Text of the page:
Sandro Munda Sandro Munda - 5 months ago 5x
Python Question

"public" or "private" attribute in Python ? What is the best way?

In Python, I have the following example class :

class Foo:
self._attr = 0

def attr(self):
return self._attr

def attr(self, value):
self._attr = value

def attr(self):
del self._attr

As you can see, I have a simple "private" attribute "_attr" and a property to access it. There is a lot of codes to declare a simple private attribute and I think that it's not respecting the "KISS" philosophy to declare all attributes like that.

So, why not declare all my attributes as public attributes if I don't need a particular getter/setter/deleter ?

My answer will be :
Because the principle of encapsulation (OOP) says otherwise!

What is the best way ?

Thanks !


Typically, Python code strives to adhere to the Uniform Access Principle. Specifically, the accepted approach is:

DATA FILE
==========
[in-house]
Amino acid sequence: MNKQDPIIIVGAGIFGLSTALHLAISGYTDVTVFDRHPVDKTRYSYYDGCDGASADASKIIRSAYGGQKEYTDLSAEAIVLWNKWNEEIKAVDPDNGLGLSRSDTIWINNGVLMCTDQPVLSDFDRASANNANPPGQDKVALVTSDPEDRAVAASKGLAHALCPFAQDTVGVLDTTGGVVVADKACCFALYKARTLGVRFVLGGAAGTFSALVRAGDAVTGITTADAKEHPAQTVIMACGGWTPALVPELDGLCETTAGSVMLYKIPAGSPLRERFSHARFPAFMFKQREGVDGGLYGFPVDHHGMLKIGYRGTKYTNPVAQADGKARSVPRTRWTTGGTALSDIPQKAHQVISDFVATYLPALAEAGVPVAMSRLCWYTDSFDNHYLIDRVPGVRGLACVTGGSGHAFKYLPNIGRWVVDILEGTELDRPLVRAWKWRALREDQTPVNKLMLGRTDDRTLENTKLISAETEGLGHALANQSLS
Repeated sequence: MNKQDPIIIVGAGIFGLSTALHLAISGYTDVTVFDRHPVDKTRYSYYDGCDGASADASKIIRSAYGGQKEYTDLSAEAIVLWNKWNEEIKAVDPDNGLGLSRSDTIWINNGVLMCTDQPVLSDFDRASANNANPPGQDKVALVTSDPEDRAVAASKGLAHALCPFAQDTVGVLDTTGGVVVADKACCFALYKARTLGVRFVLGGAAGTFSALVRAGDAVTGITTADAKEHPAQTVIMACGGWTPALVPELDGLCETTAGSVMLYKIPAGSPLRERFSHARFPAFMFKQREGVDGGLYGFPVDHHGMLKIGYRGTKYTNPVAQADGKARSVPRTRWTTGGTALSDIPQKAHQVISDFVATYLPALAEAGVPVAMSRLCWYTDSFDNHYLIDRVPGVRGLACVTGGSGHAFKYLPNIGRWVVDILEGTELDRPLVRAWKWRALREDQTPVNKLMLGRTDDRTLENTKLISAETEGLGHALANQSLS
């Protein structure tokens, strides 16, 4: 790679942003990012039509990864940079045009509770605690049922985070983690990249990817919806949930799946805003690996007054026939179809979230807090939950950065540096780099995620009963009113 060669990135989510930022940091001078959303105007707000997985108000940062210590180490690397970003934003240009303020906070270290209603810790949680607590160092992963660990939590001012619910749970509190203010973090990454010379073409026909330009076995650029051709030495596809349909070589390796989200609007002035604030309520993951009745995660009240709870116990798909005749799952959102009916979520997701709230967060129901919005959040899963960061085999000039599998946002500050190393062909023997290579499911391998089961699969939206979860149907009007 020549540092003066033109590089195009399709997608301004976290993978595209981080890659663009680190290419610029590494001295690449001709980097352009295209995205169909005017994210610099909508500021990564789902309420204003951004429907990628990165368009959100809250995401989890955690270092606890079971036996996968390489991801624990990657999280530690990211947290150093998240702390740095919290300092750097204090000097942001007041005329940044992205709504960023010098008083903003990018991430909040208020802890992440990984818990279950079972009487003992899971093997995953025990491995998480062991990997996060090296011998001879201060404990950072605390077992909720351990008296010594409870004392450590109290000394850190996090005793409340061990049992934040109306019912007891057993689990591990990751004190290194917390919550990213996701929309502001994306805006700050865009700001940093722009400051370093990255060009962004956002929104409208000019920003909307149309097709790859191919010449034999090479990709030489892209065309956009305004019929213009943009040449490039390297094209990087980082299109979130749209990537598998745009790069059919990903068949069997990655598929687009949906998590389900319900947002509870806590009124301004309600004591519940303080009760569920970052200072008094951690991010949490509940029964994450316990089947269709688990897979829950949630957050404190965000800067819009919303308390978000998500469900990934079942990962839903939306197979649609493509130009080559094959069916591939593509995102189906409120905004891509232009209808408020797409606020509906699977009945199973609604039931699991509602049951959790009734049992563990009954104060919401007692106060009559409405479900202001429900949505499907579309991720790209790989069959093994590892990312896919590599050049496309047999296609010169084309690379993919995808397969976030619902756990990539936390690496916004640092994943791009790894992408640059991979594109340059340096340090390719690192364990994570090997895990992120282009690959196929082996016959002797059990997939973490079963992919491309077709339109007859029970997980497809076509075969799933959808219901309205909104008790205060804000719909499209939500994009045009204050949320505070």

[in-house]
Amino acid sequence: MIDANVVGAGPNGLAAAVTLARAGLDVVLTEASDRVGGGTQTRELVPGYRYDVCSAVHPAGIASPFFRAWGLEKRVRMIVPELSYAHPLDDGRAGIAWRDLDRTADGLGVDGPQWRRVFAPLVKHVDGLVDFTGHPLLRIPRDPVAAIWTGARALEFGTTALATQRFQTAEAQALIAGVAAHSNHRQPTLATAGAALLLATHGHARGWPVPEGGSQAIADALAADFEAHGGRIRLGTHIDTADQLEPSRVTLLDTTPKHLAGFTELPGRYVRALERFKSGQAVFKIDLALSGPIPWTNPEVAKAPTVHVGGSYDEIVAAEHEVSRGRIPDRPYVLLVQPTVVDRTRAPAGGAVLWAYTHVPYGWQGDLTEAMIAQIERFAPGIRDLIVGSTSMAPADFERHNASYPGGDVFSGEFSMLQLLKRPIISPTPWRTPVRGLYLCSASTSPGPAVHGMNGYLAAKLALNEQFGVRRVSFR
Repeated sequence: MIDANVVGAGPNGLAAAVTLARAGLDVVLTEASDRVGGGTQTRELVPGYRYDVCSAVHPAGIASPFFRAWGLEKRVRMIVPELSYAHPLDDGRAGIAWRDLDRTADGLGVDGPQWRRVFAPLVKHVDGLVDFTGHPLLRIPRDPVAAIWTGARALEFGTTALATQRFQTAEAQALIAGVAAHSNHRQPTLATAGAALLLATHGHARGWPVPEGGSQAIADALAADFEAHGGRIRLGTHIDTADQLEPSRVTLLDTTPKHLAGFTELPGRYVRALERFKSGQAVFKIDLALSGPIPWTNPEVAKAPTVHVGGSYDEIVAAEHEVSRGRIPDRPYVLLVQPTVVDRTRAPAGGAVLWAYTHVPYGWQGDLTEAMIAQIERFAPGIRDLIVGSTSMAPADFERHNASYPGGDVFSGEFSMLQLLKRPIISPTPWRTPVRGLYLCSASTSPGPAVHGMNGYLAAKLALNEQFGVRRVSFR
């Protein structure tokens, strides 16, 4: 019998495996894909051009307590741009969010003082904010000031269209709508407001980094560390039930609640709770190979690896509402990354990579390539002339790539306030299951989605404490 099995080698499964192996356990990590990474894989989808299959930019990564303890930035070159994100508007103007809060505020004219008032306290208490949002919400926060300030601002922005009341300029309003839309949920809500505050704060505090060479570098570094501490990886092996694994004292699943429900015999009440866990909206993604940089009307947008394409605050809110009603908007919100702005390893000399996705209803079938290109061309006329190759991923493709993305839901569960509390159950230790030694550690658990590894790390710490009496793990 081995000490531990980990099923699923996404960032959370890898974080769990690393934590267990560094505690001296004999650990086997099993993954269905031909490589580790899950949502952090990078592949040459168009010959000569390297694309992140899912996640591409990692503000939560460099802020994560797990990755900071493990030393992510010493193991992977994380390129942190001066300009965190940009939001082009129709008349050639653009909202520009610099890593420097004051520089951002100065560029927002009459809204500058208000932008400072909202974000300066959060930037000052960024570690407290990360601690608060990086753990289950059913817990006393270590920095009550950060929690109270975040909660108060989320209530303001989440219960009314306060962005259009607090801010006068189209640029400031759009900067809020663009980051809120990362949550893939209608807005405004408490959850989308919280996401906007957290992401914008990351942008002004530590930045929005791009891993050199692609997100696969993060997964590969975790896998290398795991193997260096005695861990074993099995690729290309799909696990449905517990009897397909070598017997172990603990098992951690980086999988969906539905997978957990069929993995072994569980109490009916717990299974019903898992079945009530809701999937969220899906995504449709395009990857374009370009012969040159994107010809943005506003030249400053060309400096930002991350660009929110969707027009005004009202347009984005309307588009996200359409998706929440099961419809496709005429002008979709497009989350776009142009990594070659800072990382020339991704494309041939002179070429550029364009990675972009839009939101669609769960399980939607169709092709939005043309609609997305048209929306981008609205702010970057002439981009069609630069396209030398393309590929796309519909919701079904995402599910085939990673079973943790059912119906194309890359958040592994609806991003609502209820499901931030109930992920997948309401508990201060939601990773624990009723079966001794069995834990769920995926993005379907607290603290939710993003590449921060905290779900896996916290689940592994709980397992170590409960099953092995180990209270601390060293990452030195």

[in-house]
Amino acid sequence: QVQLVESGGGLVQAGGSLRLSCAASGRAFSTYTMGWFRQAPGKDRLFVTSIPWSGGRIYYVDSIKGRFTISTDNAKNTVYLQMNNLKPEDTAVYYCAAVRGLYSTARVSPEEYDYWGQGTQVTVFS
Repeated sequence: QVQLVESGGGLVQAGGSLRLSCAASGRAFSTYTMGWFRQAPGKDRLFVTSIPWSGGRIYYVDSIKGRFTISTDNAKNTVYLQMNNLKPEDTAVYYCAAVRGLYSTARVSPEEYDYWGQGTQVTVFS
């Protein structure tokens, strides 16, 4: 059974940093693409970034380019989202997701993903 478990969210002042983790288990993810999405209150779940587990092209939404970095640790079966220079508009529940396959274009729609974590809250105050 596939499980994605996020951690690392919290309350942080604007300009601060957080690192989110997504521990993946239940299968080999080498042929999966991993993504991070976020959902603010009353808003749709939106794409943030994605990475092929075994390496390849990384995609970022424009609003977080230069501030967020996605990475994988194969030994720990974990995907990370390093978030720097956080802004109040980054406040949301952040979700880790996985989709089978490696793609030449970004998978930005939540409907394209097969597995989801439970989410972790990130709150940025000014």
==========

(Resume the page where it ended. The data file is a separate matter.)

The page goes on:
• Expose your instance variables directly, allowing, for instance, foo.x = 0, not foo.set_x(0)
  • If you need to wrap the accesses inside methods, for whatever reason, use @property, which preserves the access semantics. That is, foo.x = 0 now invokes foo.set_x(0).

The main advantage to this approach is that the caller gets to do this:

foo.x += 1

even though the code might really be doing:

foo.set_x(foo.get_x() + 1)

The first statement is infinitely more readable. Yet, with properties, you can add (at the beginning, or later on) the access control you get with the second approach.

Note, too, that instance variables starting with a single underscore are conventionally private. That is, the underscore signals to other developers that you consider the value to be private, and they shouldn't mess with it directly; however, nothing in the language prevents them from messing with it directly.

If you use a double leading underscore (e.g., __x), Python does a little obfuscation of the name. The variable is still accessible from outside the class, via its obfuscated name, however. It's not truly private. It's just kind of ... more opaque. And there are valid arguments against using the double underscore; for one thing, it can make debugging more difficult.